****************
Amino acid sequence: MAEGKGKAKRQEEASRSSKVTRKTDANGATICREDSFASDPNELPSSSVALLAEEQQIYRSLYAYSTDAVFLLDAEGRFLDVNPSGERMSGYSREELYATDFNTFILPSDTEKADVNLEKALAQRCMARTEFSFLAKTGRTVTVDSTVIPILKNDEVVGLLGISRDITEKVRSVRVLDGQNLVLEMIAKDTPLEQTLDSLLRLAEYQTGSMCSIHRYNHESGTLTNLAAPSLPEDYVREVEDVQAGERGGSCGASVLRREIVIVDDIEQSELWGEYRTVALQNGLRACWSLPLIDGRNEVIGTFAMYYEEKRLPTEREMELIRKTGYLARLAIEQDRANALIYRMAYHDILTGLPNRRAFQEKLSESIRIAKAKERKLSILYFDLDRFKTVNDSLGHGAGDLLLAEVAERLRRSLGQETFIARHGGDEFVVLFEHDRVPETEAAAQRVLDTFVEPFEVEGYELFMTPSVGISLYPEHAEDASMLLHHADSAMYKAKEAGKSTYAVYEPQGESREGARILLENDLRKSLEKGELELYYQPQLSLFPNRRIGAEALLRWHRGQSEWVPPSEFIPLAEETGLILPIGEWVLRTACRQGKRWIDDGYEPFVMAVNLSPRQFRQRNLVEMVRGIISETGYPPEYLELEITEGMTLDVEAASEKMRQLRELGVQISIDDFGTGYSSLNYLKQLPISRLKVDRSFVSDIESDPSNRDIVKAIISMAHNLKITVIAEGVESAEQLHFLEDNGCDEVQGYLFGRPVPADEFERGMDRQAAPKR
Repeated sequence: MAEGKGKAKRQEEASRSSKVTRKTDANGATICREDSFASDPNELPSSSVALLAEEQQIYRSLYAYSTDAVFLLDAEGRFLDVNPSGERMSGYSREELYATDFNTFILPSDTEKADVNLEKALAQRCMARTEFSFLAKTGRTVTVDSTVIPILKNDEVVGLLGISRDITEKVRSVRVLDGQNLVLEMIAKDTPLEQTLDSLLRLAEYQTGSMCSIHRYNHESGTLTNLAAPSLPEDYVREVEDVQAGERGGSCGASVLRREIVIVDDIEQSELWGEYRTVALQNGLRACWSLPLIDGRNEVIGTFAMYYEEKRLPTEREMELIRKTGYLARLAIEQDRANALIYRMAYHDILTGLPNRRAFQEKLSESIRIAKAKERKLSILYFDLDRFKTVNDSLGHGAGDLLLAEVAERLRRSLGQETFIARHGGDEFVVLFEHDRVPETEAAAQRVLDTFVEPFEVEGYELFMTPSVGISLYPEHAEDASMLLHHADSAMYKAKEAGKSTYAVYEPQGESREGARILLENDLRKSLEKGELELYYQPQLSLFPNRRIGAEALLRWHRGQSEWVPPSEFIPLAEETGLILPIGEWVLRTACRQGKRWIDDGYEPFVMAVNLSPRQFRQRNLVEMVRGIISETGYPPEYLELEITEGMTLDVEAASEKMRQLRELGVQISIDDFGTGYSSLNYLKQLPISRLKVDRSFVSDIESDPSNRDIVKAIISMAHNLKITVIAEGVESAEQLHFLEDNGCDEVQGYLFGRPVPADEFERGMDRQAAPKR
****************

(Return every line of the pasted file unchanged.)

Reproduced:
Amino acid sequence: MAEGKGKAKRQEEASRSSKVTRKTDANGATICREDSFASDPNELPSSSVALLAEEQQIYRSLYAYSTDAVFLLDAEGRFLDVNPSGERMSGYSREELYATDFNTFILPSDTEKADVNLEKALAQRCMARTEFSFLAKTGRTVTVDSTVIPILKNDEVVGLLGISRDITEKVRSVRVLDGQNLVLEMIAKDTPLEQTLDSLLRLAEYQTGSMCSIHRYNHESGTLTNLAAPSLPEDYVREVEDVQAGERGGSCGASVLRREIVIVDDIEQSELWGEYRTVALQNGLRACWSLPLIDGRNEVIGTFAMYYEEKRLPTEREMELIRKTGYLARLAIEQDRANALIYRMAYHDILTGLPNRRAFQEKLSESIRIAKAKERKLSILYFDLDRFKTVNDSLGHGAGDLLLAEVAERLRRSLGQETFIARHGGDEFVVLFEHDRVPETEAAAQRVLDTFVEPFEVEGYELFMTPSVGISLYPEHAEDASMLLHHADSAMYKAKEAGKSTYAVYEPQGESREGARILLENDLRKSLEKGELELYYQPQLSLFPNRRIGAEALLRWHRGQSEWVPPSEFIPLAEETGLILPIGEWVLRTACRQGKRWIDDGYEPFVMAVNLSPRQFRQRNLVEMVRGIISETGYPPEYLELEITEGMTLDVEAASEKMRQLRELGVQISIDDFGTGYSSLNYLKQLPISRLKVDRSFVSDIESDPSNRDIVKAIISMAHNLKITVIAEGVESAEQLHFLEDNGCDEVQGYLFGRPVPADEFERGMDRQAAPKR
Repeated sequence: MAEGKGKAKRQEEASRSSKVTRKTDANGATICREDSFASDPNELPSSSVALLAEEQQIYRSLYAYSTDAVFLLDAEGRFLDVNPSGERMSGYSREELYATDFNTFILPSDTEKADVNLEKALAQRCMARTEFSFLAKTGRTVTVDSTVIPILKNDEVVGLLGISRDITEKVRSVRVLDGQNLVLEMIAKDTPLEQTLDSLLRLAEYQTGSMCSIHRYNHESGTLTNLAAPSLPEDYVREVEDVQAGERGGSCGASVLRREIVIVDDIEQSELWGEYRTVALQNGLRACWSLPLIDGRNEVIGTFAMYYEEKRLPTEREMELIRKTGYLARLAIEQDRANALIYRMAYHDILTGLPNRRAFQEKLSESIRIAKAKERKLSILYFDLDRFKTVNDSLGHGAGDLLLAEVAERLRRSLGQETFIARHGGDEFVVLFEHDRVPETEAAAQRVLDTFVEPFEVEGYELFMTPSVGISLYPEHAEDASMLLHHADSAMYKAKEAGKSTYAVYEPQGESREGARILLENDLRKSLEKGELELYYQPQLSLFPNRRIGAEALLRWHRGQSEWVPPSEFIPLAEETGLILPIGEWVLRTACRQGKRWIDDGYEPFVMAVNLSPRQFRQRNLVEMVRGIISETGYPPEYLELEITEGMTLDVEAASEKMRQLRELGVQISIDDFGTGYSSLNYLKQLPISRLKVDRSFVSDIESDPSNRDIVKAIISMAHNLKITVIAEGVESAEQLHFLEDNGCDEVQGYLFGRPVPADEFERGMDRQAAPKR